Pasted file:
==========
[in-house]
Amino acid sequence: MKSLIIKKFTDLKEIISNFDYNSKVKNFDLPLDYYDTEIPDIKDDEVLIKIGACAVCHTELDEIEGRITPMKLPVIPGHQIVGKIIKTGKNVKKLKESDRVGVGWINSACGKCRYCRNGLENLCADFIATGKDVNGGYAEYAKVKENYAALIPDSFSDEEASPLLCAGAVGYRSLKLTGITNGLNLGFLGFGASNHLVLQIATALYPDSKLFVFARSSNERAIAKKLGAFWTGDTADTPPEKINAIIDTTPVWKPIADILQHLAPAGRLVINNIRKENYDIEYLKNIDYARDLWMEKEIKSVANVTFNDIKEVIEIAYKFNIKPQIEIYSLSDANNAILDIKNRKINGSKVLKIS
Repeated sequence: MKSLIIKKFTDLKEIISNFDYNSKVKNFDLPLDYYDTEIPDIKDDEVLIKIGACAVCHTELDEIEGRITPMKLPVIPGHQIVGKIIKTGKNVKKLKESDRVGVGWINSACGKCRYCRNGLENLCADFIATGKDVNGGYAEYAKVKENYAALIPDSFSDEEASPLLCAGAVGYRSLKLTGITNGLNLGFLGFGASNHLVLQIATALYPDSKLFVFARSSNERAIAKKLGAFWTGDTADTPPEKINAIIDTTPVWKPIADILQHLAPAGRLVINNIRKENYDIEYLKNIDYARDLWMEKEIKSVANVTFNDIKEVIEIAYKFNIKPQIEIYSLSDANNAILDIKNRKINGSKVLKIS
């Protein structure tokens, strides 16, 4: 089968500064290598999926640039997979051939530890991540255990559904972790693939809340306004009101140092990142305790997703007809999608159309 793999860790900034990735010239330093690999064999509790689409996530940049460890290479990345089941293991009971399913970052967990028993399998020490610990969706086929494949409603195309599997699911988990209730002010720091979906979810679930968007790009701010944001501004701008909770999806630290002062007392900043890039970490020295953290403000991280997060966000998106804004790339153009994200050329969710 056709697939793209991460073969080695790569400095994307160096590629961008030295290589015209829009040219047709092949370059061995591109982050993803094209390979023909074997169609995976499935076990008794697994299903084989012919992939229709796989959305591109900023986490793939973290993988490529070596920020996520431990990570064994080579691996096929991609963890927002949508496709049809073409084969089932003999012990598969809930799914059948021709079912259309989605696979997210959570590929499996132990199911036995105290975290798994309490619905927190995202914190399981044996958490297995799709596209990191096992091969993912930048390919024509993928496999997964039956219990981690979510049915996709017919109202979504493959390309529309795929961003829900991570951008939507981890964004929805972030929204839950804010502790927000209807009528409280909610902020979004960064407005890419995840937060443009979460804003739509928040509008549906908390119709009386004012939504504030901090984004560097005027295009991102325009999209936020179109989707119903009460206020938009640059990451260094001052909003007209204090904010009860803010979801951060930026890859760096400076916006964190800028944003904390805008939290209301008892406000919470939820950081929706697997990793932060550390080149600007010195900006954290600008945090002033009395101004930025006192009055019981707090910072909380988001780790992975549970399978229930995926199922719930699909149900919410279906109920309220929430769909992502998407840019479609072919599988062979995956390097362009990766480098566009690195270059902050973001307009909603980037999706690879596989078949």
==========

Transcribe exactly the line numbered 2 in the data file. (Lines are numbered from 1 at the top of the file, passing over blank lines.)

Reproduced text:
Amino acid sequence: MKSLIIKKFTDLKEIISNFDYNSKVKNFDLPLDYYDTEIPDIKDDEVLIKIGACAVCHTELDEIEGRITPMKLPVIPGHQIVGKIIKTGKNVKKLKESDRVGVGWINSACGKCRYCRNGLENLCADFIATGKDVNGGYAEYAKVKENYAALIPDSFSDEEASPLLCAGAVGYRSLKLTGITNGLNLGFLGFGASNHLVLQIATALYPDSKLFVFARSSNERAIAKKLGAFWTGDTADTPPEKINAIIDTTPVWKPIADILQHLAPAGRLVINNIRKENYDIEYLKNIDYARDLWMEKEIKSVANVTFNDIKEVIEIAYKFNIKPQIEIYSLSDANNAILDIKNRKINGSKVLKIS